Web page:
Zankyou no Terror (or Terror in Resonance) is a new series that just began airing this summer. It is directed by Shinichiro Watanabe of Cowboy Bebop and Samurai Champloo fame and one of my favourite directors of all time. A lesser known studio – Studio MAPPA, is making this series. They had previously worked on Sakamichi no Apollon, another great series by Watanabe san. What really drew me to the show though, is that the music is done by Yoko Kanno!
Ok, I’ll have to admit upfront – Zankyou no Terror is the most anticipated anime for me this year. Having previously watched and loved other Watanabe-Kanno anime series such as Cowboy Bebop and Sakamichi no Apollon, my expectations are sky high for ZnT. At the time of this review, 5 episodes have aired so far (out of a total of 11).
Within a span of three adrenaline pumping minutes, right at the beginning of this series, two masked characters steal a container full of radioactive material.
Now wait a fucking second…aren’t those two the…did the kids on this show’s poster just steal a bunch of plutonium? WHAT?! Are they the bad guys?!
“Am I supposed to empathise with these protagonists?”
Zankyou no Terror breaks new ground in anime narrative by making two terrorist teenagers as its lead characters. Their motives are unclear, but you know who steals Plutonium in movies, right? By the end of the first episode, you know for sure that these kids aren’t playing around and have decided to declare war on Japan.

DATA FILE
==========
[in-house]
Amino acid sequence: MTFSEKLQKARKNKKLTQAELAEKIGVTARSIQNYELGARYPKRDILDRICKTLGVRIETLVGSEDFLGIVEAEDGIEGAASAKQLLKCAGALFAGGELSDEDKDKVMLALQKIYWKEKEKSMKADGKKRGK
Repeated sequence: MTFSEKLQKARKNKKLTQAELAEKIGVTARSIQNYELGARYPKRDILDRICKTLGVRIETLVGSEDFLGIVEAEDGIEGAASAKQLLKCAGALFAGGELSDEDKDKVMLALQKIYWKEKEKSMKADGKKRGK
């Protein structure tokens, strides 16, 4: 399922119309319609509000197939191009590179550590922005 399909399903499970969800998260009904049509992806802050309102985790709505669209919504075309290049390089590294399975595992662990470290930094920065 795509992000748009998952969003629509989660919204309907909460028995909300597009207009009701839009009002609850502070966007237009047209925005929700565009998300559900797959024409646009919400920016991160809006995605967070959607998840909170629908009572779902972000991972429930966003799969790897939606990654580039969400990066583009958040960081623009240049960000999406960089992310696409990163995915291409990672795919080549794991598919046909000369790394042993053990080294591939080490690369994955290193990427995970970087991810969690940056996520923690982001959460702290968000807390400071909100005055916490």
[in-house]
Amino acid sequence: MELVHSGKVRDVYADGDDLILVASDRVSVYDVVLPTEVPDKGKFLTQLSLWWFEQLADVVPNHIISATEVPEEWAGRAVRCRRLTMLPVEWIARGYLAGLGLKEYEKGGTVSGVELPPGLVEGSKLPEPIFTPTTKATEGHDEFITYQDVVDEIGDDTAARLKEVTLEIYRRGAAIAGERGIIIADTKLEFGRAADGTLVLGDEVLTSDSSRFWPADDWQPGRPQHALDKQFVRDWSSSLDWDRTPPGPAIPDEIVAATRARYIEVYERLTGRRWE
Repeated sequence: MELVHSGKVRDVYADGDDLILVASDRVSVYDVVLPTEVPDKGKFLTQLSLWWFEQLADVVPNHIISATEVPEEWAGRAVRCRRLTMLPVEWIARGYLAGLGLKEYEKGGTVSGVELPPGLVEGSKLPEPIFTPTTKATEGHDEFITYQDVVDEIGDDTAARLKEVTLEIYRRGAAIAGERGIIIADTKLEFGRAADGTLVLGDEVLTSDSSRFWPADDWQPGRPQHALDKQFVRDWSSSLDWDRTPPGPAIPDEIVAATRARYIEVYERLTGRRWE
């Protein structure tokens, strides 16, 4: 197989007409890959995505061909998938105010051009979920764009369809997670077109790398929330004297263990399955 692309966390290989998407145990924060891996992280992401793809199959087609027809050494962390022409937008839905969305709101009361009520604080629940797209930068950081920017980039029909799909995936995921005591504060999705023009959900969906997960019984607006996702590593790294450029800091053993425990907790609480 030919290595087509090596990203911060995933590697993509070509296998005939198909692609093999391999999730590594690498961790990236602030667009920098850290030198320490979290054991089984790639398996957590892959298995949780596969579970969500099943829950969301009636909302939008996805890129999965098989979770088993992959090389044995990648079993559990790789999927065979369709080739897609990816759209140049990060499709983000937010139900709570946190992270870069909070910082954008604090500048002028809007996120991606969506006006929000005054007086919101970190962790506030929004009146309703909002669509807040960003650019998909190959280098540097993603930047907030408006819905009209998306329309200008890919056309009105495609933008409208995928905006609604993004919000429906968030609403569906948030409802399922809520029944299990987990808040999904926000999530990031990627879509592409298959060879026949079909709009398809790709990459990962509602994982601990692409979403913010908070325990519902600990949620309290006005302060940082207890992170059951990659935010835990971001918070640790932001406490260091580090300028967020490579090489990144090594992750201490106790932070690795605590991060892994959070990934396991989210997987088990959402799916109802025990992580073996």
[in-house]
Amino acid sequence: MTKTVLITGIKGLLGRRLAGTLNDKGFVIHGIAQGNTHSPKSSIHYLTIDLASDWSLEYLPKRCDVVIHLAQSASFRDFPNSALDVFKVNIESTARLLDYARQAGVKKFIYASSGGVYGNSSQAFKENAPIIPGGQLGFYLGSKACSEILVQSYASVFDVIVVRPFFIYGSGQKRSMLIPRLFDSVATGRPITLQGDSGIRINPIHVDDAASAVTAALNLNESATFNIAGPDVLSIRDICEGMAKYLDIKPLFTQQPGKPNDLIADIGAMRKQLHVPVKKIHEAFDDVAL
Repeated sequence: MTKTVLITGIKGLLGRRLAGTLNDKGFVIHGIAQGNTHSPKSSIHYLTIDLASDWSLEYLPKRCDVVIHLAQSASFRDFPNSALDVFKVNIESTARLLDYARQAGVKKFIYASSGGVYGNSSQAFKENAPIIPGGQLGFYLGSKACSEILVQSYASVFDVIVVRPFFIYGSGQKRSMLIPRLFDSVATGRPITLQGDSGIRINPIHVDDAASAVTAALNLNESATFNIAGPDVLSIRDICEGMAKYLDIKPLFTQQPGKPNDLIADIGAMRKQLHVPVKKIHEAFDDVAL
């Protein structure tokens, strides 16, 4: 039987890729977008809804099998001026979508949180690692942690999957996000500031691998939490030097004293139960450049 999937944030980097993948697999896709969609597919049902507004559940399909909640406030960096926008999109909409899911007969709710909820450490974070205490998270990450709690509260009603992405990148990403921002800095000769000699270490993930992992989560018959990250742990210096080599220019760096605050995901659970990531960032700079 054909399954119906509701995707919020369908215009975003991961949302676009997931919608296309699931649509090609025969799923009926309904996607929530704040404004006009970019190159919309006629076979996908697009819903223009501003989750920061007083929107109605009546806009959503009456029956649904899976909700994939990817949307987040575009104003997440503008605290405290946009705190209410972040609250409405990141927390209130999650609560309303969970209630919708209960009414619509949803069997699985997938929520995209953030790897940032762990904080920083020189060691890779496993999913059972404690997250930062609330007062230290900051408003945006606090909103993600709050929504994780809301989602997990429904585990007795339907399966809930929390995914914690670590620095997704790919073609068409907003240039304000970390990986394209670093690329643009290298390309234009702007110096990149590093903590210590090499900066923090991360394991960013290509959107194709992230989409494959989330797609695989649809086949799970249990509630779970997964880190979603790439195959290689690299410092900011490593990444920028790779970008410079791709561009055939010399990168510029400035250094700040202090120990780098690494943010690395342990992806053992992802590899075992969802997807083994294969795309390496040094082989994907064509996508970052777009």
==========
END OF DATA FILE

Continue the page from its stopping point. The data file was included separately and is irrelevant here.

Why did Shinichiro Watanabe make an anime about terrorists? Didn’t these kids just pull off a 9/11 in Tokyo by the end of episode 1? Am I supposed to empathise with these protagonists?
It is rare to come across a TV show these days that raises such questions in a viewer’s mind. Breaking Bad was the last show that made me actually feel guilty for liking a protagonist who was primarily evil. Will this show go as far as Breaking Bad did in terms of creating moral ambiguity on what we find as justifiable or tolerable violence?
Without giving too much of the story away, the terrorists begin a systematic attack on Tokyo by planting bombs and posting riddles on YouTube for the police to solve in order to stop them.
It’s refreshing to see a show that actually uses real life websites and technology to advance its plot. References are made to Twitter, YouTube, Amazon, Tor (anonymous networks) ,thermite reaction bombs, iPhones (with an OS that actually looks like iOS instead of fake fucking OSs ala Dexter). For fuck’s sake man, they even reference muhfukken Bitcoin as a means for the terrorists to purchase the chemicals required to make home made explosives!